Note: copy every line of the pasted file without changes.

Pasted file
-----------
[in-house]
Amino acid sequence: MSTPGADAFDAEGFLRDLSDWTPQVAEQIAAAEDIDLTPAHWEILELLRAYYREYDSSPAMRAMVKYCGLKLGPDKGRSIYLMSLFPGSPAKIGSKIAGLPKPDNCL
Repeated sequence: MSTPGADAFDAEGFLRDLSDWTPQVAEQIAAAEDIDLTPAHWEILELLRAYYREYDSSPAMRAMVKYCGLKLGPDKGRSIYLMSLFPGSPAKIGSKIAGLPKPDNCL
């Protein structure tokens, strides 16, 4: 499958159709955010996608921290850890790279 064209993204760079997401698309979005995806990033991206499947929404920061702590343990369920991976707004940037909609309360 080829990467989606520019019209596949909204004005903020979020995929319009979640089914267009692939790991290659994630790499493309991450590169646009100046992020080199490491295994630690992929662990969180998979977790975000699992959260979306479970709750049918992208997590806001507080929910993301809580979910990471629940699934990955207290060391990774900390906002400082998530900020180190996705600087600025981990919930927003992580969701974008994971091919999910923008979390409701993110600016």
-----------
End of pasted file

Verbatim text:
[in-house]
Amino acid sequence: MSTPGADAFDAEGFLRDLSDWTPQVAEQIAAAEDIDLTPAHWEILELLRAYYREYDSSPAMRAMVKYCGLKLGPDKGRSIYLMSLFPGSPAKIGSKIAGLPKPDNCL
Repeated sequence: MSTPGADAFDAEGFLRDLSDWTPQVAEQIAAAEDIDLTPAHWEILELLRAYYREYDSSPAMRAMVKYCGLKLGPDKGRSIYLMSLFPGSPAKIGSKIAGLPKPDNCL
């Protein structure tokens, strides 16, 4: 499958159709955010996608921290850890790279 064209993204760079997401698309979005995806990033991206499947929404920061702590343990369920991976707004940037909609309360 080829990467989606520019019209596949909204004005903020979020995929319009979640089914267009692939790991290659994630790499493309991450590169646009100046992020080199490491295994630690992929662990969180998979977790975000699992959260979306479970709750049918992208997590806001507080929910993301809580979910990471629940699934990955207290060391990774900390906002400082998530900020180190996705600087600025981990919930927003992580969701974008994971091919999910923008979390409701993110600016």